B.3 Cases of death penalty of a security origin in Iran Today
                                           
There are cases in which the state authorities enforce executions, because they feel that the society or the regime’s security may be in danger, directly or indirectly, after a crime is committed. This category of executions may be enforced before such a crime occurs and brings about its adverse consequences.

 

B.3.1 Trading Narcotics

 

Trading narcotics will put the social and medical health of the society in real danger, and this may effect the regime’s survival adversely. So, IRI authorities at times utilize the death penalty to confront it.

 

B.3.2 Cases like Abducting Aircrafts, Blasting Bombs, etc

 

Such cases lead to the death penalty, even when no murders occur. 

 

B.3.3 Threats to the security of IRI itself
                                               
Any operation which may put the IRI survival into danger may lead to punishment by execution, regardless of its real results, as the members of some non-military parties, or the non-military members and partisans of the military ones were murdered under the disguise of negating the state-supported religious beliefs in
Massacre 1988 {1367}.  Most of these political non-military groups were not IRI enemies, but independent parties and organizations, having their own beliefs, way of life and development, not the same as IRI.   However, it felt that they might be a potential danger to its security in some way, if they could sustain as viable groups and unite as a powerful political power, to oppose it.

 

Another Way of Categorizing Death Penalties in Iran Today

 

We can divide the death penalties in IRI another way, too.

They may be divided in two categories: Firstly, those which a lawful basis, national or international, is at work in issuing their verdicts and enforcing them; and secondly, those which have no such basis behind their practice, and are issued and enforced through somebody’s command, by some “defiant individuals” , as the then Intelligence minister called them, as occurred in the second half of 1990s.  Some are in accord with national laws, but not consistent with international ones — the cases for which religious and religious precepts verdicts are issued for adultery or apostasy; those which are not in accord with any law are the political death sentences of the 1988 massacre and the politico-cultural chain murders of late 1990s.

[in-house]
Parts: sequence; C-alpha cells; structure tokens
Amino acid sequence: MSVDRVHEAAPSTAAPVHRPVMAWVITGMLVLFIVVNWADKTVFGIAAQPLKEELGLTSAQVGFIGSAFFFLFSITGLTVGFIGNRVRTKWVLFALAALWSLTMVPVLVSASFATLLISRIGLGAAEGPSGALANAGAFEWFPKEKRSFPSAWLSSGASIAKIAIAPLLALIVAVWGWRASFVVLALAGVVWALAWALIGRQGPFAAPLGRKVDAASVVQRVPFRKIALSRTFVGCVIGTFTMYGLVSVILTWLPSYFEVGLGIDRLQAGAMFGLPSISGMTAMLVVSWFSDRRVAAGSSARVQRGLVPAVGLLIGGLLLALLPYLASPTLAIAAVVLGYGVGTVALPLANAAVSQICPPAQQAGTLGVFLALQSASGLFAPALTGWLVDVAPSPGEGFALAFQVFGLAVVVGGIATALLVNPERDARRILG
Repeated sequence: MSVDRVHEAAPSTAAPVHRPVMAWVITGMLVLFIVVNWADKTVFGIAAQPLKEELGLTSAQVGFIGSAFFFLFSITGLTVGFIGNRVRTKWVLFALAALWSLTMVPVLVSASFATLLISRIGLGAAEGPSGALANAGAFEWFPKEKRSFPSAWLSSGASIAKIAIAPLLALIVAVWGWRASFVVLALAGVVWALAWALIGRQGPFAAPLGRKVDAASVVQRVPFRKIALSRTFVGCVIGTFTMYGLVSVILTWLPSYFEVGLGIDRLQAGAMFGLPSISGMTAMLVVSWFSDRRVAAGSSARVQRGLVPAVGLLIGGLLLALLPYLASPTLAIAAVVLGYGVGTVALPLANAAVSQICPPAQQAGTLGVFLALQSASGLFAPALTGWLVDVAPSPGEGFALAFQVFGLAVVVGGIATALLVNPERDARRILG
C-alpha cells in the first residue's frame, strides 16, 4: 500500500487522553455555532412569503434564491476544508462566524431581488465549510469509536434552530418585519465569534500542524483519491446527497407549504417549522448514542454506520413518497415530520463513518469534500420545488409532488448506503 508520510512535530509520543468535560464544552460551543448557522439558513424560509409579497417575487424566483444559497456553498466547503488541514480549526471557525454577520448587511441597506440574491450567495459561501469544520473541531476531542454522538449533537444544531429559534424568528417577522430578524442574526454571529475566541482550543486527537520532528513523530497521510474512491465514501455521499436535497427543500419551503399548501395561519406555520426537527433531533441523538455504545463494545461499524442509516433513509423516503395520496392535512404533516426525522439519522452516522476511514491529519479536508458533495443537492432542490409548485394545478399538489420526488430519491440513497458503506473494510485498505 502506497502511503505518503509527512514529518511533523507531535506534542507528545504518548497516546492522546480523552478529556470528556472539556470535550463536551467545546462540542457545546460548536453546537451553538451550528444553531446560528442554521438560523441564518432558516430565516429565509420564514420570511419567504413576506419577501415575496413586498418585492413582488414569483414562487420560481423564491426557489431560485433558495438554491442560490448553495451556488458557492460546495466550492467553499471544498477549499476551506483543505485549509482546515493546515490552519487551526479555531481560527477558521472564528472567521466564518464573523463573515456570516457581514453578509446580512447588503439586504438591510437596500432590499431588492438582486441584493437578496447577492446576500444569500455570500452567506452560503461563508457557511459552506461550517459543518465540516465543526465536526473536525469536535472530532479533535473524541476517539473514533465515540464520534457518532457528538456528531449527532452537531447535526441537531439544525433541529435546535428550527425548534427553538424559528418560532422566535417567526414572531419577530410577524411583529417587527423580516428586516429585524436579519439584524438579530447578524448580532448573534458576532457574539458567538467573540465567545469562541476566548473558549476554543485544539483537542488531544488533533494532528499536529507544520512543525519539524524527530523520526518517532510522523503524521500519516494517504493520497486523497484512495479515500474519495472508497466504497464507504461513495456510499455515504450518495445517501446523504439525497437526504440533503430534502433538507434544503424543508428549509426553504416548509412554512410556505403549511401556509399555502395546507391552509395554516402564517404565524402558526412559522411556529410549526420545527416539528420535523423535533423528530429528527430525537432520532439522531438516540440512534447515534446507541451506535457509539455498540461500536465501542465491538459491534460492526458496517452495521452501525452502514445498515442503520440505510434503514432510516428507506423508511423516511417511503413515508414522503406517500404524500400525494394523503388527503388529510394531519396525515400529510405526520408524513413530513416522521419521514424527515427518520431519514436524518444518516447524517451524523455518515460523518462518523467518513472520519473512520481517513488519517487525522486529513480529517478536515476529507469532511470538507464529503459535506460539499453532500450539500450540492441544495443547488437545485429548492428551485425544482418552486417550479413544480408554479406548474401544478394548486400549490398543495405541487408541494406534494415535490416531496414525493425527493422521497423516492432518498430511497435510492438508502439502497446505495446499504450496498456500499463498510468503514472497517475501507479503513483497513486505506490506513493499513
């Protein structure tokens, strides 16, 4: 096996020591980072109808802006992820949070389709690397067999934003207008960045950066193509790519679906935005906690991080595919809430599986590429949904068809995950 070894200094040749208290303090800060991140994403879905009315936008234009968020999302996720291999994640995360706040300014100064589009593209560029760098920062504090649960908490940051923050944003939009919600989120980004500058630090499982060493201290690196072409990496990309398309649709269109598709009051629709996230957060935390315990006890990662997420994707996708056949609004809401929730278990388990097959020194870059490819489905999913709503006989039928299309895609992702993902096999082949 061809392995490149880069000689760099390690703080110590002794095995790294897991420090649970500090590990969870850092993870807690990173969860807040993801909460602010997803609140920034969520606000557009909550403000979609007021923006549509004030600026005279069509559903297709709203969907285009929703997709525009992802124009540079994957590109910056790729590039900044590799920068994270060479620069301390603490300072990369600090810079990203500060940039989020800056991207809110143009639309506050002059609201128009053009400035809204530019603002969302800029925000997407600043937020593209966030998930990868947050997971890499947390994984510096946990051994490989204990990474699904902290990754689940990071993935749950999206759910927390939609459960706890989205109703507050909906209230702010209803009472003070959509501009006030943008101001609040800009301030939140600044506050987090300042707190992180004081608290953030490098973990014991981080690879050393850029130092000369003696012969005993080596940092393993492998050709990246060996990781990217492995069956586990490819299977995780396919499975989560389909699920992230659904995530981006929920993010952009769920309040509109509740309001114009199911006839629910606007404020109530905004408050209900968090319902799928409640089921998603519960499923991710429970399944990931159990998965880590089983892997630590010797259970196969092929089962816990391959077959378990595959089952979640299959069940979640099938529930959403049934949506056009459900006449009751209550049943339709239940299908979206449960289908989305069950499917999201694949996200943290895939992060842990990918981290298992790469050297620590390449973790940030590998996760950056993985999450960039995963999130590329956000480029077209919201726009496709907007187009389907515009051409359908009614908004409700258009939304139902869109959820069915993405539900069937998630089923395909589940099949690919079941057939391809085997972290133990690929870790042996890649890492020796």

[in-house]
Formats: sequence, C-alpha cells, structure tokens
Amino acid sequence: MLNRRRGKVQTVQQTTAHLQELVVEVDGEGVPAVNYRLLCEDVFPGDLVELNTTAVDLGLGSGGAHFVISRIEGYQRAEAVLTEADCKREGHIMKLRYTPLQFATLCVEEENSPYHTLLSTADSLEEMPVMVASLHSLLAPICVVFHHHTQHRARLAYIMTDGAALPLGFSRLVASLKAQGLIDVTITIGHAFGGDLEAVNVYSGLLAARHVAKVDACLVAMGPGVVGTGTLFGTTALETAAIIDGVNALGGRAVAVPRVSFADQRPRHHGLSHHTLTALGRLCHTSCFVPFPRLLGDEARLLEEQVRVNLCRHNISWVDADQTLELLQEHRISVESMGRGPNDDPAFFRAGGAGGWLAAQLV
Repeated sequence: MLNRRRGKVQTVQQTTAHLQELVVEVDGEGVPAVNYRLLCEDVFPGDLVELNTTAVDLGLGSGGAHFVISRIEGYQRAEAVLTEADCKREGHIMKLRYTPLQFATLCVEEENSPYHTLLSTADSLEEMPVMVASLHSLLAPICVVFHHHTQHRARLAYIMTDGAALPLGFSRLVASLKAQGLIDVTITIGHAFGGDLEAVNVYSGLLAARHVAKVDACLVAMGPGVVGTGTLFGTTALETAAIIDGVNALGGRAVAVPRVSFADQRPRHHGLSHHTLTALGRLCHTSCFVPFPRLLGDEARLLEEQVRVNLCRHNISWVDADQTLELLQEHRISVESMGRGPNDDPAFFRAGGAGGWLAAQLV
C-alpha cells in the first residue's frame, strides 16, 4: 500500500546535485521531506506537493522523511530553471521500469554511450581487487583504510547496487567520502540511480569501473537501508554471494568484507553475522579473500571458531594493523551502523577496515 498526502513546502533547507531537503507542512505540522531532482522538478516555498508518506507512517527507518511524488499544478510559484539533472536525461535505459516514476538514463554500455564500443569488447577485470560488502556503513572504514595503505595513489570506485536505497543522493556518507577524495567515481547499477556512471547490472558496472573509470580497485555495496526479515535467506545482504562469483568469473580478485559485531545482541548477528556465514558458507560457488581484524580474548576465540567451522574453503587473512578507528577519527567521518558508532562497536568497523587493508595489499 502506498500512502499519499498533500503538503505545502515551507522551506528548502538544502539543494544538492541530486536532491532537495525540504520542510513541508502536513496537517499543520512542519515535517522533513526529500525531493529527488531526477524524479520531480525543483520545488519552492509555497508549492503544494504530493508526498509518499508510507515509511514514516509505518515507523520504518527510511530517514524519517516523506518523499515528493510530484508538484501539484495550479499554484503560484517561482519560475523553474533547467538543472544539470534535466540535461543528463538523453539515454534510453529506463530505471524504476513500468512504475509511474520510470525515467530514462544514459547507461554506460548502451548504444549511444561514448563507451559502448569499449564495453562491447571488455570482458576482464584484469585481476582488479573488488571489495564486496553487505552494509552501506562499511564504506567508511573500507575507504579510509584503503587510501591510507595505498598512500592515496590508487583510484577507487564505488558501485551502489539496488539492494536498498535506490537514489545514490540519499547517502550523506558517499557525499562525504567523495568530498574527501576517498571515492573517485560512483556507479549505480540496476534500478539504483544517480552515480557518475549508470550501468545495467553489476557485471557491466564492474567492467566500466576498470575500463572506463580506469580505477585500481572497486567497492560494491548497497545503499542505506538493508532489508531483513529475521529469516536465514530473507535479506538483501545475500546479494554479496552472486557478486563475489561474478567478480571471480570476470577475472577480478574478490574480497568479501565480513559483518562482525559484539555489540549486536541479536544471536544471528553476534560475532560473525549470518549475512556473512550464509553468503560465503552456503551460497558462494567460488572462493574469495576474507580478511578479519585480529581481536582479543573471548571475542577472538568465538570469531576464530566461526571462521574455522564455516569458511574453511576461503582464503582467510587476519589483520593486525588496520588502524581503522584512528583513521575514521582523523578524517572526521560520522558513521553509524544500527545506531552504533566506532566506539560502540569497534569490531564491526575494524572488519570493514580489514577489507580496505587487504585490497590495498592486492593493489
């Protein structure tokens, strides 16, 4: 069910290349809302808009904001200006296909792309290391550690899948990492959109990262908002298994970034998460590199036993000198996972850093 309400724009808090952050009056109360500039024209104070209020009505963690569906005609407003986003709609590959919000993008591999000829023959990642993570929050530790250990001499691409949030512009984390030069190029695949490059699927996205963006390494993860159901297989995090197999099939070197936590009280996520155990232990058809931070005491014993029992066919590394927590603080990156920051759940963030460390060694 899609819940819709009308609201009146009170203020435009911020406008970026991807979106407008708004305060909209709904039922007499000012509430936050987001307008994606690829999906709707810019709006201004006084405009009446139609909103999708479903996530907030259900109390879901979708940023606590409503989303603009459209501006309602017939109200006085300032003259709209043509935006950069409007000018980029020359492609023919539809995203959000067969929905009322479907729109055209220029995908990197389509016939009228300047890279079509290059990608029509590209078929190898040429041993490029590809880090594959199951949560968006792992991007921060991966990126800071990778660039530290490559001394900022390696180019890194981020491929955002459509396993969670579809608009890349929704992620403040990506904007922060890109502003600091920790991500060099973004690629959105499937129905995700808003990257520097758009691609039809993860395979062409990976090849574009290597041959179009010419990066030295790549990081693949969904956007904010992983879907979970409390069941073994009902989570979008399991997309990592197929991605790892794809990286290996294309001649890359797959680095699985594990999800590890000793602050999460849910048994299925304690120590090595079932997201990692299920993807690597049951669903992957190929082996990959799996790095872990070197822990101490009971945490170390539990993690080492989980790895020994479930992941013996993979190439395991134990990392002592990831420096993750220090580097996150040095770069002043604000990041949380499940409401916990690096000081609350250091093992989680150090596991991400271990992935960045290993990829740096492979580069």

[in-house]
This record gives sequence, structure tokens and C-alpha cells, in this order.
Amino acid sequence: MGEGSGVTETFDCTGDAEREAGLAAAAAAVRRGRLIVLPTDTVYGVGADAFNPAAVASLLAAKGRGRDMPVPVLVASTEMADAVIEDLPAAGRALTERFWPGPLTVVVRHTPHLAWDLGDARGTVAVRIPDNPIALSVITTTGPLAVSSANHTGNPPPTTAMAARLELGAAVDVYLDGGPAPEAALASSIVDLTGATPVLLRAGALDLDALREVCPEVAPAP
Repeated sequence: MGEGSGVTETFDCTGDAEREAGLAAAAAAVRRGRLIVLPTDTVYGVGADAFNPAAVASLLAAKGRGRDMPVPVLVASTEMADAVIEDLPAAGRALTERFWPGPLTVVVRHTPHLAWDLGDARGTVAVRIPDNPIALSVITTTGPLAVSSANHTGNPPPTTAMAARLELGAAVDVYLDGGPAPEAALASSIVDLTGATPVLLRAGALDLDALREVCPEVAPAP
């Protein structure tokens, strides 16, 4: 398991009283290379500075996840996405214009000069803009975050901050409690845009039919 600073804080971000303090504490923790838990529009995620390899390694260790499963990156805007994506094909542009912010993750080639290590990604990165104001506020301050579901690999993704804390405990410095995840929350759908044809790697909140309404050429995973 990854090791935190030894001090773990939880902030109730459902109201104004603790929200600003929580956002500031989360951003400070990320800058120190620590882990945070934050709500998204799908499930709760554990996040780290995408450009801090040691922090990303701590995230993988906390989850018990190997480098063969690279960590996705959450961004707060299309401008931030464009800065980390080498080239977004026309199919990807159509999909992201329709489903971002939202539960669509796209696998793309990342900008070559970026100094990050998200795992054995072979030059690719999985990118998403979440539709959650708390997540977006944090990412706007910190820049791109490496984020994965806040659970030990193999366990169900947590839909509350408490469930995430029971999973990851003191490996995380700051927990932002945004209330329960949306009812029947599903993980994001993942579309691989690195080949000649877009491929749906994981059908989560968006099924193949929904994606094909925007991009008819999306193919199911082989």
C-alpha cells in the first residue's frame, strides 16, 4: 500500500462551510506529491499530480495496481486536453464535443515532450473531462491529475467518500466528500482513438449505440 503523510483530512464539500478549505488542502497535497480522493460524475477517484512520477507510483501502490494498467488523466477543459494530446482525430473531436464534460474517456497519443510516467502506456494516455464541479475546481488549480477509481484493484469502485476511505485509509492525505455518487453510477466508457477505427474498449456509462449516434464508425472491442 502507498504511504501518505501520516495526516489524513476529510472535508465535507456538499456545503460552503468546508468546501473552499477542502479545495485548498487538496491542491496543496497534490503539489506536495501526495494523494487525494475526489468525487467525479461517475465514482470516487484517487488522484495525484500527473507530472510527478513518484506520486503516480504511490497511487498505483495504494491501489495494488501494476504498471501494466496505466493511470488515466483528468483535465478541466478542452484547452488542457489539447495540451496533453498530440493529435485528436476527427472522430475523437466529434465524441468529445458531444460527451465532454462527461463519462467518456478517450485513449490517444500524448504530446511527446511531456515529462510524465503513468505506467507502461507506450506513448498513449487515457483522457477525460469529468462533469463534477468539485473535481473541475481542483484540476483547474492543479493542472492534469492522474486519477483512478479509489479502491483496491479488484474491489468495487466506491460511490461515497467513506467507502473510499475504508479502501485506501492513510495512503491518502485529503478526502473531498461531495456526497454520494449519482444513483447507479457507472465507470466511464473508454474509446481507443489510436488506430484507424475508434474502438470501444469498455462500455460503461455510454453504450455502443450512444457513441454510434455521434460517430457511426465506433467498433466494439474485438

C. The Way Out
 
What can the statesmen, human rights organizations and individual activists do in such a complex atmosphere to decrease the rates of death penalties in Iran and eventually to eliminate them?
   
I think, the way out of it needs,
 – Firstly: To bring the IRI statesmen to the point where they can understand that they make a representative body of the Iranian people, but not an absolute commander reigning over them for ever; and reaching such a situation may help them to live in peace with all parties in the national and international arena and to be in continuous dialog with them, instead of being hostile with one another; and this may not be realized by itself, but the people themselves and the human rights organizations, should devotedly try it;
 – Secondly: The statesmen should try to make the socio-economic situation  better in Iran, instead of increasing intelligence and military funds which are spent to consolidate the army and  buy many kinds of weapons, and maybe mass ones, and to increase the Intelligence men and devices to frighten everybody inside the country and abroad;
 – Thirdly: Everybody should work long and devotedly to promote and spread socio-cultural and human rights activities, and  to enforce what national and international legal documents in the domain of human rights that IRI has accepted by putting its signature under; namely IRI constitutional law and UDHR;
  – And finally: as the religious fundamentalists are in power now, and this may be the case subsequently, I think following such aims in the field of human rights will be more difficult than what we might {or may} do under the reformists’ power, so we should try devotedly and consistently to make the regime accept secular law. 
 

This will be in accord with today’s life requirements, and will meet and protect human rights as much as possible.


Note: this is a copy of the speech I prepared to deliver in Stockholm seminar on Thursday, 26 October 2006 and in Hanover on Sunday 12N ovember 2006, but I summarized it for the sake of saving time. I thank Mr Mehrdad Darvishpour and Mr Hassan Golzar for their effective comments regarding my speech.
                                                   

Ali Reza Jabari {Azarang}

2/10/1385{23 December 2006} 


 *the figure of nearly 4,000 dates from 2008 

 

Originally posted with the url: www.englishpen.org/writersinprison/writersinexile/punishmentbyexecutioninirantoday-alirezajabari/